The .NET NegotiateStream Protocol was introduced to address the need for a simple and lightweight authentication and security mechanism between a client and a server when the client or server needs direct access to the TCP stream. A key benefit is that authentication is accomplished without the use of digital certificates, as is required by the Transport Layer Security (TLS) protocol [RFC5246]. The .NET NegotiateStream Protocol provides a means for framing GSS-API Negotiation (as specified in [RFC4178]) over a TCP stream. This is used to negotiate the security context for communication between a client and a server. The client and server can then exchange data protected by the negotiated security context.
The .NET NegotiateStream Protocol uses the SPNEGO mechanism to determine which underlying security protocol to use. The .NET NegotiateStream Protocol can also forego negotiation with SPNEGO and use NTLM authentication directly.
This protocol enables:
Client and/or server authentication
Data confidentiality and integrity
The .NET NegotiateStream Protocol performs these functions in two phases: a security context negotiation phase and a data transfer phase.
The security context negotiation allows for the selection of mechanisms to protect the authenticity and confidentiality of data that will be subsequently exchanged. SPNEGO is used to select the underlying security protocol, and the security context is negotiated between the client and server in a set of opaque security tokens generated by the SPNEGO GSS-API mechanism, which are transferred between client and server over a TCP connection by use of a message framing protocol defined in this document. This context negotiation is initiated by the client, and several messages can be exchanged before the security context negotiation is complete. When the negotiation is completed, the client and server have agreed upon the necessary authentication, data integrity, and confidentiality mechanisms. These mechanisms will be used to secure subsequent data exchanges between the client and the server.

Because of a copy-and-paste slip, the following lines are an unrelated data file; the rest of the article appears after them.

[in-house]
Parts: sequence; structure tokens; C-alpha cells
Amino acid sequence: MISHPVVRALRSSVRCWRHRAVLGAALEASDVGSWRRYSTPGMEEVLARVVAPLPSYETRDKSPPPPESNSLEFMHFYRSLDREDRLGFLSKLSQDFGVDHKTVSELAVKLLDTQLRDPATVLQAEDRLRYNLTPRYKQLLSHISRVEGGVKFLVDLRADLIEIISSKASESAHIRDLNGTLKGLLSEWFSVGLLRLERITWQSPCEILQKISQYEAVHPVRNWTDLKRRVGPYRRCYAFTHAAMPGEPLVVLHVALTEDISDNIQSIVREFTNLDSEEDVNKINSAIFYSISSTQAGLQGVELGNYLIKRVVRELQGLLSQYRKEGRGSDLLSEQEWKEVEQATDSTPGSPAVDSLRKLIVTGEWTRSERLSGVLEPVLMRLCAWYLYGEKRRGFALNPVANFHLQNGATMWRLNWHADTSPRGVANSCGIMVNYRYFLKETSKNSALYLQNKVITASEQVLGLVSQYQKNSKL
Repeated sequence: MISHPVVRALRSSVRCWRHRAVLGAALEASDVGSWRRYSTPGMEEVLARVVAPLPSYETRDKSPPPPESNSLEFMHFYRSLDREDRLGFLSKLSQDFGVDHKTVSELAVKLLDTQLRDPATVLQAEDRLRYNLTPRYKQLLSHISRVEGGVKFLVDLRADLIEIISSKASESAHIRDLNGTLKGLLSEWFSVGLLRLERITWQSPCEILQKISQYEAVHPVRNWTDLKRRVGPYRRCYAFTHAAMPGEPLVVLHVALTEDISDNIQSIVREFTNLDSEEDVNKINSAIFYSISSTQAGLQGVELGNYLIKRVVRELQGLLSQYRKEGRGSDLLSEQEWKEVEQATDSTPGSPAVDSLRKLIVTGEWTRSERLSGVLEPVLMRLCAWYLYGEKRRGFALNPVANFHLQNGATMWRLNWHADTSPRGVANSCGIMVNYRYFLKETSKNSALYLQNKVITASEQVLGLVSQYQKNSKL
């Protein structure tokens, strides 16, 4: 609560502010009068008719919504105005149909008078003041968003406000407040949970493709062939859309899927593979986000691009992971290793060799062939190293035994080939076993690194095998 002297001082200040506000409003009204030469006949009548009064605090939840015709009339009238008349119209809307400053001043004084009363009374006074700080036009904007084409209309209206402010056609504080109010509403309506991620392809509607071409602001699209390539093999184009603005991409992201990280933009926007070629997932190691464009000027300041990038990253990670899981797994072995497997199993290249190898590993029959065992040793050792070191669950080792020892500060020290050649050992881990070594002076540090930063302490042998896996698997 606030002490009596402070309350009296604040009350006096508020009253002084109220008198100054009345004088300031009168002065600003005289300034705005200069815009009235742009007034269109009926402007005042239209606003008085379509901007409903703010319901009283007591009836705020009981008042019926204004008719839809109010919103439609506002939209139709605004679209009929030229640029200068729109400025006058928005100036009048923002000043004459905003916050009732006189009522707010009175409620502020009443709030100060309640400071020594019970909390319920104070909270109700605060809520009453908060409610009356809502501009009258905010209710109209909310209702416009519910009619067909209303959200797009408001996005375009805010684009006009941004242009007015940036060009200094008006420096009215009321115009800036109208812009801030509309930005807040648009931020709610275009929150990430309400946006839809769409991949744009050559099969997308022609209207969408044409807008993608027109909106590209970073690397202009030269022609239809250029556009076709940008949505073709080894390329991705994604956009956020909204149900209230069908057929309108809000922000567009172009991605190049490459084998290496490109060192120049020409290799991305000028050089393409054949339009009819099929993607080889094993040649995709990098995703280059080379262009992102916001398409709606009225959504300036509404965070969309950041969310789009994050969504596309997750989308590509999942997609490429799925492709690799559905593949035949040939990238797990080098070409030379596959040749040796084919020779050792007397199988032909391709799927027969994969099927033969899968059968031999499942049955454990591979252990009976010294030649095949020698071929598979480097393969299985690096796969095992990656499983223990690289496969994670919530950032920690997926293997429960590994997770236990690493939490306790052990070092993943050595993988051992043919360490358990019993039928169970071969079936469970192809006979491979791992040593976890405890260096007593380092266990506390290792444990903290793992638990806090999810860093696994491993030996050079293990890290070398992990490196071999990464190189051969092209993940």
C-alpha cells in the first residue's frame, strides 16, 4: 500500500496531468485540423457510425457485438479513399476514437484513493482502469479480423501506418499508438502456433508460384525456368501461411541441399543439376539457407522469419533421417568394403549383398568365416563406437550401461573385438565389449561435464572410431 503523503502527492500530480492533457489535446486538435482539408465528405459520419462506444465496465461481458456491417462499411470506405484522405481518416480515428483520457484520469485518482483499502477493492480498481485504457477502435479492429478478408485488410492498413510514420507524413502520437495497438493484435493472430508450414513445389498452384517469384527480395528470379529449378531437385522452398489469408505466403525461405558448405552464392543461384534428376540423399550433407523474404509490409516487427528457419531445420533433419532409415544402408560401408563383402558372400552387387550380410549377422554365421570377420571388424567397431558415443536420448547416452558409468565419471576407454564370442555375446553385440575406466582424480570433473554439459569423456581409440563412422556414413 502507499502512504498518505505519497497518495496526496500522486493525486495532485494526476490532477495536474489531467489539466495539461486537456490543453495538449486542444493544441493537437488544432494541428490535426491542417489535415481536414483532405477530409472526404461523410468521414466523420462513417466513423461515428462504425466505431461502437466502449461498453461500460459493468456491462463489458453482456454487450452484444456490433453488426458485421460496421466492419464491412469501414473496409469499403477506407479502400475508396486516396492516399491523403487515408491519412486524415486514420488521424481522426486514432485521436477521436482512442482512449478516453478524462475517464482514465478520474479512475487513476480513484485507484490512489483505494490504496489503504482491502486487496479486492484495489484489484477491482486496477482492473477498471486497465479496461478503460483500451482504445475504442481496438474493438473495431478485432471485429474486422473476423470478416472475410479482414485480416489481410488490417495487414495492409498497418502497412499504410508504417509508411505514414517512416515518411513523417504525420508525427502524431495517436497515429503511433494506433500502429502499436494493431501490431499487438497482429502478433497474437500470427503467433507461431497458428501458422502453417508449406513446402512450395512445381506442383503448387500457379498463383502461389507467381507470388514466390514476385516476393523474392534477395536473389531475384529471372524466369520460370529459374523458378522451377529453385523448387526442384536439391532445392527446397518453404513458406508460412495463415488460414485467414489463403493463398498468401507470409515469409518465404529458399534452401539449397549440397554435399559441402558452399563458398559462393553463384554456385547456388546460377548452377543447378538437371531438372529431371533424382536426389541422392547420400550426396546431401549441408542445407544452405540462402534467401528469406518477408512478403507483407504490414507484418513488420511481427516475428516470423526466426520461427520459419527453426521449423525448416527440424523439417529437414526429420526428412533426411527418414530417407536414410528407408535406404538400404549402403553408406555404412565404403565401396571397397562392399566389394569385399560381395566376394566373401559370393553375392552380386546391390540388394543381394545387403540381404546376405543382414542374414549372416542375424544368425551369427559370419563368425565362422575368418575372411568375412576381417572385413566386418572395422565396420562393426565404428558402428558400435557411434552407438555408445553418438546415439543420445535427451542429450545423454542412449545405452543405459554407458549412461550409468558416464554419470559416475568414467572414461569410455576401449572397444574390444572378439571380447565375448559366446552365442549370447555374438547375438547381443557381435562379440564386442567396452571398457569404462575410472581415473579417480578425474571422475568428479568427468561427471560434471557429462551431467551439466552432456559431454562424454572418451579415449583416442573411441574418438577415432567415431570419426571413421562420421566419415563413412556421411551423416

After the security context has been successfully negotiated, the client and server exchange data that is protected using the agreed-upon authentication, integrity, and confidentiality mechanisms. The server can initiate a data transfer to the client, or the client can initiate a data transfer to the server. A data transfer can happen at any time after the security context negotiation is complete.
An error in the negotiation process or the data transfer process invalidates the stream, and a new security context has to be renegotiated. The reason for the failure to negotiate a security context is communicated to the other application taking part in the negotiation. An error in the data transfer process can include transfer of data with an authentication, integrity, or confidentiality mechanism different from what was negotiated.